Shooting wild hogs counts toward a lawyer’s material participation in a farming activity

The Tax Court allows a taxpayer's passive losses despite his lack of contemporary logs of hours spent.
By Allen Ford and Nikita Waldron, CPA

The Tax Court allowed a taxpayer's reconstructed logs and testimony to establish that he materially participated in a farming activity. 

Facts: Clarence Leland, an attorney in Mississippi, purchased a 1,276-acre farm in Turkey, Texas, in 2004. He entered a crop-sharing arrangement in 2005 with Clinton Pigg, a local farmer, who had complete responsibility for planting and harvesting crops on the farm. Leland had complete responsibility for maintaining the farm's infrastructure. On their joint returns for 2009 and 2010, Leland and his wife claimed losses from the farming activity.

Pigg worked 29 or 30 hours on the farm in 2009 and, because he abandoned his cotton crop in 2010 when it did not develop, only about four hours that year. Several times each year, Leland spent 13 to 16 hours each way commuting to the farm, where he maintained fences, roads, and farm equipment. He also spent as much as six hours per day killing wild hogs, which had damaged crops, fences, and water lines. Leland hunted and trapped the hogs, including by baiting them with grain and Kool-Aid, and then shot them.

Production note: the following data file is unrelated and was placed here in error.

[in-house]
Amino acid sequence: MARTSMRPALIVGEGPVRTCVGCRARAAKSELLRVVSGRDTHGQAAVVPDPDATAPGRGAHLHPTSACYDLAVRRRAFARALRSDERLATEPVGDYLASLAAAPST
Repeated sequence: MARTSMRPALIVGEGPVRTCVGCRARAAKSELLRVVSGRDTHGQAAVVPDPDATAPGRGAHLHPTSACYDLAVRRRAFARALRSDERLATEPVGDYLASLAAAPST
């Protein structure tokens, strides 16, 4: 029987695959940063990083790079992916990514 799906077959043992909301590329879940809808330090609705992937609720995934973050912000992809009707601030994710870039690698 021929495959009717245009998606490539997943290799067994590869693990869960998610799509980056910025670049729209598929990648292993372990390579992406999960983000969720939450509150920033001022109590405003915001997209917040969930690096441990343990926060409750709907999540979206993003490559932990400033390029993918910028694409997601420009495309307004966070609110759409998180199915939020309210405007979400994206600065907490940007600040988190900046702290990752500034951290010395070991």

Issue: The IRS denied deductions for the losses, claiming that Leland did not materially participate in the farming activity under the Sec. 469 passive loss rules and found the Lelands liable for accuracy-related penalties.

Holding: The court was satisfied that Leland participated in the farm activities for more than 100 hours in each of the years and that his participation was not less than any other individual's. Pigg was the only other individual participating, besides minimal help from Leland's family members. The court held that the material participation qualifications under Temp. Regs. Sec. 1.469-5T(a)(3) were satisfied with respect to Leland. Although Leland did not keep contemporary records of time spent on the farm, he reconstructed his records based on credit card receipts, records maintained in his law office, and invoices for purchases related to the farming activity. He also provided credible testimony supporting his claim of participating nearly 360 hours in 2009 and nearly 210 hours in 2010.

  • Leland, T.C. Memo. 2015-240

—By Allen Ford, the Larry D. Horner/KPMG Distinguished Teaching Professor of Accounting, and Nikita Waldron, CPA, a doctoral student, both at the University of Kansas in Lawrence, Kan.

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